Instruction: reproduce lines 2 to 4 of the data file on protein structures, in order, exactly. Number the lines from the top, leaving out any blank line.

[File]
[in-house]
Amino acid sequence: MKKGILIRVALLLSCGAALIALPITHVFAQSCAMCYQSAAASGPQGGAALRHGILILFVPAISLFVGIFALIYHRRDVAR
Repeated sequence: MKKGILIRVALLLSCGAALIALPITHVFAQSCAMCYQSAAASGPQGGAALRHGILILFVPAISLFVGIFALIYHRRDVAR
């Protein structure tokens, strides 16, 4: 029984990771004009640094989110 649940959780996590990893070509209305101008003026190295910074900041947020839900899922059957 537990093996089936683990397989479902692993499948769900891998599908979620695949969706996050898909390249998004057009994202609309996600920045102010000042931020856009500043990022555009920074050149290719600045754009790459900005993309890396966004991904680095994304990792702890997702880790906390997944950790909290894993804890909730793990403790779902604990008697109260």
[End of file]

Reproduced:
Amino acid sequence: MKKGILIRVALLLSCGAALIALPITHVFAQSCAMCYQSAAASGPQGGAALRHGILILFVPAISLFVGIFALIYHRRDVAR
Repeated sequence: MKKGILIRVALLLSCGAALIALPITHVFAQSCAMCYQSAAASGPQGGAALRHGILILFVPAISLFVGIFALIYHRRDVAR
């Protein structure tokens, strides 16, 4: 029984990771004009640094989110 649940959780996590990893070509209305101008003026190295910074900041947020839900899922059957 537990093996089936683990397989479902692993499948769900891998599908979620695949969706996050898909390249998004057009994202609309996600920045102010000042931020856009500043990022555009920074050149290719600045754009790459900005993309890396966004991904680095994304990792702890997702880790906390997944950790909290894993804890909730793990403790779902604990008697109260």